A new poll found Blue and White taking the lead exactly one week before the elections.
By World Israel News Staff
A poll published by Israeli news outlet Kan Reshet Bet on Tuesday, exactly one week before the elections, shows the Blue and White party pulling ahead by one mandate, or Knesset seat, and ahead of the Netanyahu-led Likud party.
The poll shows the Likud losing one mandate for a total of 31 seats over a previous poll. Blue and White gained a seat for a total of 32.
However, the poll also shows that the Likud remains closer to forming a governing coalition once smaller satellite parties from the Right are included. A right-wing, religious coalition receives 58 mandates while a center-left one receives 53, according to the poll.
Israeli media has focused on the fact that Otzma Yehudit (or “The Jewish Power”) party is shown to pass the electoral threshold in the poll. It’s the third time a poll has shown the far right-wing party making it into the Knesset.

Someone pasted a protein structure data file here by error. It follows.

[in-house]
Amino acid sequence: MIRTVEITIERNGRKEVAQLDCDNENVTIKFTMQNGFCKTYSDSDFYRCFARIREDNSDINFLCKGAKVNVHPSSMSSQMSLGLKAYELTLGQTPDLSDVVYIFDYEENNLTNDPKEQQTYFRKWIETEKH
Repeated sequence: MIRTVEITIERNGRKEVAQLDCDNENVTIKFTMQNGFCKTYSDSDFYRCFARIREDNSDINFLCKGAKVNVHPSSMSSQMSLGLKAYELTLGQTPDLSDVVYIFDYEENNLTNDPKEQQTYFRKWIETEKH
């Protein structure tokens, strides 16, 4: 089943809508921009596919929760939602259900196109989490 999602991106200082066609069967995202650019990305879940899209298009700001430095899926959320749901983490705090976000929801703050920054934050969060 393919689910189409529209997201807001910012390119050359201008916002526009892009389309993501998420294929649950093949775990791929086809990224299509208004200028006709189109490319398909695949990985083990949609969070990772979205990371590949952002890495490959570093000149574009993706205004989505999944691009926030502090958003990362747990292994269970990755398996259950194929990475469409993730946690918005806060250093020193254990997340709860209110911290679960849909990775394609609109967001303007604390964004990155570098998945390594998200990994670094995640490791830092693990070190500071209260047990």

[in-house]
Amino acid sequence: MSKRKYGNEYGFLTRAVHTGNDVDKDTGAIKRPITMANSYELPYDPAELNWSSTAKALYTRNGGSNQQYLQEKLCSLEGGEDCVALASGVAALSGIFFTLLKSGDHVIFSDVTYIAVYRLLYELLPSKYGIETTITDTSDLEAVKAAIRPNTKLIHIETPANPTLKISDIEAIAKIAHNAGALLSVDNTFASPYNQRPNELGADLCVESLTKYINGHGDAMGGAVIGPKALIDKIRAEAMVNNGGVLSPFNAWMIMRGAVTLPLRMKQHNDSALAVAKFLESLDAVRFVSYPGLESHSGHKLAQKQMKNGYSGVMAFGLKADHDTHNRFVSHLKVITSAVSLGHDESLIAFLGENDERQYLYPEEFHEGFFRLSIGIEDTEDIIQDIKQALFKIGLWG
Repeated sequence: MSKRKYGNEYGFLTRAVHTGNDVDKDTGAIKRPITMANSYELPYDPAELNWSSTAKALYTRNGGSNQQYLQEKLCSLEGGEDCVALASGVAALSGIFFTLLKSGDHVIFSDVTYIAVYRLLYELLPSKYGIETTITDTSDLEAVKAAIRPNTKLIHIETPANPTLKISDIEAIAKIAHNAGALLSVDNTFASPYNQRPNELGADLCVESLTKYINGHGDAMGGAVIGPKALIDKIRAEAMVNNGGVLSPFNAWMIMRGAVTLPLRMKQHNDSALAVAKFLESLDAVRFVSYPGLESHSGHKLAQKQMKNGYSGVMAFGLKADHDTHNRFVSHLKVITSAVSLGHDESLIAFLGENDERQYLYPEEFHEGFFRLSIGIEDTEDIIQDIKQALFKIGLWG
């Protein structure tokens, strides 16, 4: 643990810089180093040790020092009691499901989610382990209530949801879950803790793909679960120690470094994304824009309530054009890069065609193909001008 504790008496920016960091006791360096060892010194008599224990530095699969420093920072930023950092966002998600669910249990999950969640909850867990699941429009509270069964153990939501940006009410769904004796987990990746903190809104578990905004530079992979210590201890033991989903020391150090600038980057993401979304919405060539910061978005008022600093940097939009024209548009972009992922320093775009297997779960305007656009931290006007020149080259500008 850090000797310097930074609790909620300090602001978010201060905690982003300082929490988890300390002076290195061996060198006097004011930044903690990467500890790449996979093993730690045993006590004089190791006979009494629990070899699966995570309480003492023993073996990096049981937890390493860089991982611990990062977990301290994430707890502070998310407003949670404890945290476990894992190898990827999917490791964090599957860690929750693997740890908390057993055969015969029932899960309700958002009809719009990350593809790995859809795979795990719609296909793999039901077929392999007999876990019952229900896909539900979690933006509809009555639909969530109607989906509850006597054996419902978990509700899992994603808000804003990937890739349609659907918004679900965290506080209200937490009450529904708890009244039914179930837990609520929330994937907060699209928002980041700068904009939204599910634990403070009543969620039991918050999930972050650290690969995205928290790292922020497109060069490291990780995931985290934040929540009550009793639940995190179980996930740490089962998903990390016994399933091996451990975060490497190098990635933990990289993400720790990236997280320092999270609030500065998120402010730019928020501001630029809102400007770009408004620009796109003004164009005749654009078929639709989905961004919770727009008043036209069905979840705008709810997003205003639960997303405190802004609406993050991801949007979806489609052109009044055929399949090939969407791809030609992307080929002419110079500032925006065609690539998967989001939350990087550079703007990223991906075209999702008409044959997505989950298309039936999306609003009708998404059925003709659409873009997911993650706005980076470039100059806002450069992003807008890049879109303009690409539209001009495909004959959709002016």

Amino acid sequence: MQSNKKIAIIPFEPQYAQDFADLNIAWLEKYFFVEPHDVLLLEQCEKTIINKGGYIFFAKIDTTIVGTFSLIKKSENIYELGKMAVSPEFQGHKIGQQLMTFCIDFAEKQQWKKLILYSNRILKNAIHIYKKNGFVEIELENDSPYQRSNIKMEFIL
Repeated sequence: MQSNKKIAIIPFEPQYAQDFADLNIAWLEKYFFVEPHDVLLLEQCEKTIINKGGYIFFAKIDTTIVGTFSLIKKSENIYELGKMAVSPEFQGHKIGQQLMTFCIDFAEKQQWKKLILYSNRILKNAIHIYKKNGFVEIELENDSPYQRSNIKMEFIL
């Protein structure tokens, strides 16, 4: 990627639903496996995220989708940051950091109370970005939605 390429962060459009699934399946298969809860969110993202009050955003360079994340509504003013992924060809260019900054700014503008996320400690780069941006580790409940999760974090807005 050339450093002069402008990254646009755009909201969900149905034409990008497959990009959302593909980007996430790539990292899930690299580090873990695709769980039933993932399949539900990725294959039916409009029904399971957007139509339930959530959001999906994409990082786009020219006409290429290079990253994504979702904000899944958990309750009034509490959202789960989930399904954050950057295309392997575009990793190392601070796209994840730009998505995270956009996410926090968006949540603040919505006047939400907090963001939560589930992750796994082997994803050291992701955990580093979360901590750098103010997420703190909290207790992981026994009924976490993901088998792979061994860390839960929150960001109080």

However, the four seats Otzma Yehudit would bring are included in the 58 total, meaning even if the party succeeded in passing the electoral threshold, Prime Minister Benjamin Netanyahu would still not have enough Knesset seats to form a government.
The meaning is that Netanyahu may find himself in largely the same position as after the April elections, when Avigdor Liberman of the Israel Beiteinu party was the deciding factor.
Polls show Liberman emerging even stronger after the coming elections, although this newest poll shows him winning nine seats while other polls predicted 10. In April, Liberman only had five.
Liberman, who may play kingmaker, has said he wants a broad national-union government that includes the two biggest parties, Likud and Blue and White. The only parties he says he will exclude are the haredi parties as he has run on a platform promising to reduce the influence of religion in public life.
Smaller parties that lost one mandate over the previous Kan poll include, on the Right, Yemina (9) and on the Left, Democratic Union (6) and Labor-Gesher (5).
The poll was conducted by Kantar and has a margin of error of 4.3 percent.